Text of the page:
Pasta pasta pasta pasta.
That’s my brain talking. Obnoxious right? Yeah, just try and block that out, I dare you. Sometimes, when my brain starts craving something, the best thing to do is to just give in.
“Okay,” I say. “You win.”
I can’t really blame my body for craving pasta, I mean, it’s starchy and comforting. This time around, my cravings targeted a specific recipe, one I had seen on Serious Eats a few days ago: Eggplant Romesco. I had never heard of Romesco before, a sauce traditionally made with tomatoes, nuts, olive oil, onions, and pepper. I was intrigued by all the pureed veggies in the sauce. It wasn’t just bland tomatoes, but a fresh assortment of veggies, with eggplant included. My only issue with the recipe was the lack of cheese, a problem I could easily resolve. Hence how the original recipe got morphed into an Eggplant Romesco Bake.
This is a wonderful pasta dish if you’re looking to try something besides the same old boring marinara. The sauce is a symphonic collaboration of eggplant, red peppers, san marzano tomatoes, garlic, and onions. But that’s not all, my friends. This sauce also has toasted almonds and sourdough bread pureed in as well, adding this wonderfully rich and unique texture, as well as great flavor. It tastes like nothing you’ve had before, with a thick and hearty consistency that will fill you up good. There is such abundant flavor and depth that you’ll never want plain old marinara again.
Did I mention I topped the whole thing with fresh mozzarella cheese and bake it until gooey and bubbly? Now that takes this pasta over the top. It’s total delicious starchy decadence, comfort food at its finest. However, it’s also bursting with nutrients from all those veggies and almonds. It’s a great way to get picky eaters to eat their veggies!
A Few Tips Before You Get Cooking:
- Don’t like peppers? Substitute more tomatoes instead.
- If you have a tiny food processor, you’ll have to make the sauce in batches. However, I imagine an immersion blender might do the trick instead.
- You can easily skip baking it and serve it as is with some grated parmesan instead of the mozzarella. Or, if you still want it warm, just let it sit over medium heat on the stove for a few minutes.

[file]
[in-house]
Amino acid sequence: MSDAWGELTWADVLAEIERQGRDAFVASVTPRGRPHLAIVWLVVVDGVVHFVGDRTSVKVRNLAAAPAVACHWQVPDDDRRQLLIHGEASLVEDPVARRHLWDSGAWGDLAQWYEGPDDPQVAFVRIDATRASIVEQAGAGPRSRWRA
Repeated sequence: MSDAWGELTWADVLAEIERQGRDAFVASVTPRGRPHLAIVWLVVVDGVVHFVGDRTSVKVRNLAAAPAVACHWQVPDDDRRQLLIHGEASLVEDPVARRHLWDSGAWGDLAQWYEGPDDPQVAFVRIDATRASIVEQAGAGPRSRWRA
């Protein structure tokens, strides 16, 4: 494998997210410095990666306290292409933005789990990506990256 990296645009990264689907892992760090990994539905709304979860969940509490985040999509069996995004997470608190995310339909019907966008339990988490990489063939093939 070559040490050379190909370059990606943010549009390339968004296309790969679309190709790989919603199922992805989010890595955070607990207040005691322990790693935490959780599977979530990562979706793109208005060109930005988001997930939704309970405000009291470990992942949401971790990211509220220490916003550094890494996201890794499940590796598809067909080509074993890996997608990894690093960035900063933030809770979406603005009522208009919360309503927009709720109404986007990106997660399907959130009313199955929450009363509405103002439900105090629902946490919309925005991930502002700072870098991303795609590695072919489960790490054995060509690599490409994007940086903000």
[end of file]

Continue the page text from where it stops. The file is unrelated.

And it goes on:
- Fresh herbs. Fresh garlic. No substitutions!
Eggplant Romesco Bake
Adapted from Serious Eats
- 1 large eggplant, unpeeled, cut in large dice
- 1 medium red bell pepper, cut in large dice
- 1/2 medium onion, quartered
- 3 garlic cloves, peeled
- 2 tbsp. + 1/4 cup extra-virgin olive oil, divided, plus additional for drizzling
- Kosher salt and freshly ground black pepper
- ½ tsp. red pepper flakes
- 1 (28-ounce) can San Marzano Tomatoes
- ½ cup tomato sauce (from a can)
- 1/3 cup whole almonds
- 1 slice sourdough bread
- 1 pound multigrain penne
- 8 oz. fresh mozzarella cheese, sliced
- 1 tbsp. minced fresh Italian parsley
- grated parmesan cheese, for serving
- Bring a large pot of salted water to boil over high heat. Cook the penne until al dente. Drain and return to pot. Set aside.
- Preheat the oven to 400°F. Spray a 3-quart casserole dish with nonstick spray. Set aside.
- Place the eggplant, bell pepper, onion, and garlic on a rimmed baking sheet. Drizzle with 2 tablespoons of the oil, 1 teaspoon salt, and 1/2 teaspoon black pepper. Rub the seasonings in with your fingers. Spread the vegetables in a single layer.
- Dump the tomatoes and their juices in a medium baking dish. Set both the baking sheet and the baking dish on separate oven racks and roast until the eggplant and peppers have browned, about 30 minutes, stirring everything twice. Remove everything from the oven and reduce the temperature to 350°F.
- Allow the eggplant mixture to cool for 5 minutes, then scrape into the bowl of a food processor fitted with the metal blade. Place the almonds and the bread on the same baking sheet and brush the bread on both sides with the remaining olive oil. Toast in the oven, flipping the bread halfway through, about 8 minutes total. Break the bread into pieces.
- Let the bread and nuts cool for five minutes. Then add the nuts, bread, and tomatoes with any residual juices to the food processor. Add the tomato sauce and purée until almost smooth. Pour in olive oil, a tablespoon at a time, and continue pureeing until you reach desired consistency. Add the sauce to the pot with the pasta and stir until well-combined. Pour into the casserole dish and cover with cheese slices (you may use more or less depending on your preference). Sprinkle with parsley and bake for 20-25 minutes, or until cheese is melted and sauce is bubbly. Serve with parmesan cheese.